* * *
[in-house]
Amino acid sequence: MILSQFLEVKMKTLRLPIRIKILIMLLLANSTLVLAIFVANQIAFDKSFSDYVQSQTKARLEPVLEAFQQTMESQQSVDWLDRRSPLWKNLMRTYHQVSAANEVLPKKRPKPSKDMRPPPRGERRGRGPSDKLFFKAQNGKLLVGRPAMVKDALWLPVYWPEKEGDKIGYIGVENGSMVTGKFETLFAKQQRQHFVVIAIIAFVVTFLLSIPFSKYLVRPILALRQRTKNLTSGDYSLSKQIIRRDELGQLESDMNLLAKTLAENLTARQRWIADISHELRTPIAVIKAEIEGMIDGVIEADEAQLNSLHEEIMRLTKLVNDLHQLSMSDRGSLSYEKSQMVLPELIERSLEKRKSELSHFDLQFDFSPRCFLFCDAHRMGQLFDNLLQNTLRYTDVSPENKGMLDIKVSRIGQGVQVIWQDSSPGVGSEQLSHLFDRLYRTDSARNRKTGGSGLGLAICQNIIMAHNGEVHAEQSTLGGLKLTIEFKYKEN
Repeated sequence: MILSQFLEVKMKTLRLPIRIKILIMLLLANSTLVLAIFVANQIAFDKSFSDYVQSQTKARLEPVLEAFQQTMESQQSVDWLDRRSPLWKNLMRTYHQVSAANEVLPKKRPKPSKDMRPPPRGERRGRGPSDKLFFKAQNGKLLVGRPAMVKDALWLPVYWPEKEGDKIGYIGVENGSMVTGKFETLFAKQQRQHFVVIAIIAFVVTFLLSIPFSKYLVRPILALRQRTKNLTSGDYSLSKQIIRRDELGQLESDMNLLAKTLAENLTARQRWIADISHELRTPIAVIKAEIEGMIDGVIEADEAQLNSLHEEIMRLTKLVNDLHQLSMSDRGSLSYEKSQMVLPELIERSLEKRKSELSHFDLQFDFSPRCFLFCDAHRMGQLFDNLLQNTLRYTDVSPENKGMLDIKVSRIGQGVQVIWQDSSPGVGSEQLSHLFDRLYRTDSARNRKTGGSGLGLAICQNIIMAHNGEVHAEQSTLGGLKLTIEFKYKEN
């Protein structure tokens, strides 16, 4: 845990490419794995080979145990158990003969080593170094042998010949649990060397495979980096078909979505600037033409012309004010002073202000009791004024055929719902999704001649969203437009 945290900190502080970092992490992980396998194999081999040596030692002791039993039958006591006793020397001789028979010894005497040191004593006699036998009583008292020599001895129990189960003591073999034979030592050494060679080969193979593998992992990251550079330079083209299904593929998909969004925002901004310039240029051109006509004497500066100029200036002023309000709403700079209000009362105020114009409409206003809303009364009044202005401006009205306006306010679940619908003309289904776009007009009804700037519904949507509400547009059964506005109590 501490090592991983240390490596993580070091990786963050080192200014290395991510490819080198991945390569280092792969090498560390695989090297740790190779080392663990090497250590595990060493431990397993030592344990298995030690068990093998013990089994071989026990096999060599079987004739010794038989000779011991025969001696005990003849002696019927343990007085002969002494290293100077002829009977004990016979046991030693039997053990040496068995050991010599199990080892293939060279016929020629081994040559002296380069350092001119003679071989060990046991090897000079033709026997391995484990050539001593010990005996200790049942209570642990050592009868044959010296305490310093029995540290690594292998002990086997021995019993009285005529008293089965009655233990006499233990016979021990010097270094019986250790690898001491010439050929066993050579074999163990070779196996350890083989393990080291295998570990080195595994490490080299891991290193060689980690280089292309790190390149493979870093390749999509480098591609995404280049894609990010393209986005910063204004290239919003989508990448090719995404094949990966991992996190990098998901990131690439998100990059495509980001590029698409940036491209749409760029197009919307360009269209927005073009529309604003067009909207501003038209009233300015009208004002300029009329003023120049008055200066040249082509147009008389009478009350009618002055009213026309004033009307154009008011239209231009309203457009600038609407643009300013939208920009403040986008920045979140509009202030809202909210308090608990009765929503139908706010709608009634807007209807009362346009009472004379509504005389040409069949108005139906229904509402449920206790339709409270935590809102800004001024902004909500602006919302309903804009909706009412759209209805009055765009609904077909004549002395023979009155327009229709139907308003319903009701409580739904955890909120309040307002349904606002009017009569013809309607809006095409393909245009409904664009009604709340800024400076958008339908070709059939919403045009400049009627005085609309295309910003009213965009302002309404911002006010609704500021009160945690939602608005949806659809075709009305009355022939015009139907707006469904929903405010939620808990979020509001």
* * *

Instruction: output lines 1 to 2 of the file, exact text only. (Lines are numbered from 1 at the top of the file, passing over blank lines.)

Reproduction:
[in-house]
Amino acid sequence: MILSQFLEVKMKTLRLPIRIKILIMLLLANSTLVLAIFVANQIAFDKSFSDYVQSQTKARLEPVLEAFQQTMESQQSVDWLDRRSPLWKNLMRTYHQVSAANEVLPKKRPKPSKDMRPPPRGERRGRGPSDKLFFKAQNGKLLVGRPAMVKDALWLPVYWPEKEGDKIGYIGVENGSMVTGKFETLFAKQQRQHFVVIAIIAFVVTFLLSIPFSKYLVRPILALRQRTKNLTSGDYSLSKQIIRRDELGQLESDMNLLAKTLAENLTARQRWIADISHELRTPIAVIKAEIEGMIDGVIEADEAQLNSLHEEIMRLTKLVNDLHQLSMSDRGSLSYEKSQMVLPELIERSLEKRKSELSHFDLQFDFSPRCFLFCDAHRMGQLFDNLLQNTLRYTDVSPENKGMLDIKVSRIGQGVQVIWQDSSPGVGSEQLSHLFDRLYRTDSARNRKTGGSGLGLAICQNIIMAHNGEVHAEQSTLGGLKLTIEFKYKEN